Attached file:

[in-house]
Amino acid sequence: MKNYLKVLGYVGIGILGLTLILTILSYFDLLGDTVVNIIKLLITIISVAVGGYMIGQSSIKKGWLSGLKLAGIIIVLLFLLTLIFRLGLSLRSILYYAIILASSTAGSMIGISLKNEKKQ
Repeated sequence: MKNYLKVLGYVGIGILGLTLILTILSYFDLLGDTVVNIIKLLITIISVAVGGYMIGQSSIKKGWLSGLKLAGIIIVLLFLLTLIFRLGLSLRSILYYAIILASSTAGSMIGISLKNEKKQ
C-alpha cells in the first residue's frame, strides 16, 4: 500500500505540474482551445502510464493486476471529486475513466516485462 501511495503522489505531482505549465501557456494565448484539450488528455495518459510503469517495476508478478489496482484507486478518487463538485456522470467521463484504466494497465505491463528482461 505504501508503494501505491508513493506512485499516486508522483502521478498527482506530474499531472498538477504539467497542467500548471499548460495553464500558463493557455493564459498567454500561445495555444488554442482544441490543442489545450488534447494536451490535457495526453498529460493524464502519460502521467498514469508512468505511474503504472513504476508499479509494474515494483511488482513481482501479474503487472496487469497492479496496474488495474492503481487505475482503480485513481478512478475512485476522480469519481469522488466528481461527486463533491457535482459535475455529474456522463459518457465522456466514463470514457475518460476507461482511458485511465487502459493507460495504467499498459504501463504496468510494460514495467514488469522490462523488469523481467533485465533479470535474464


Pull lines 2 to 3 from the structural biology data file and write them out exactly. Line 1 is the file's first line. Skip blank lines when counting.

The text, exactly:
Amino acid sequence: MKNYLKVLGYVGIGILGLTLILTILSYFDLLGDTVVNIIKLLITIISVAVGGYMIGQSSIKKGWLSGLKLAGIIIVLLFLLTLIFRLGLSLRSILYYAIILASSTAGSMIGISLKNEKKQ
Repeated sequence: MKNYLKVLGYVGIGILGLTLILTILSYFDLLGDTVVNIIKLLITIISVAVGGYMIGQSSIKKGWLSGLKLAGIIIVLLFLLTLIFRLGLSLRSILYYAIILASSTAGSMIGISLKNEKKQ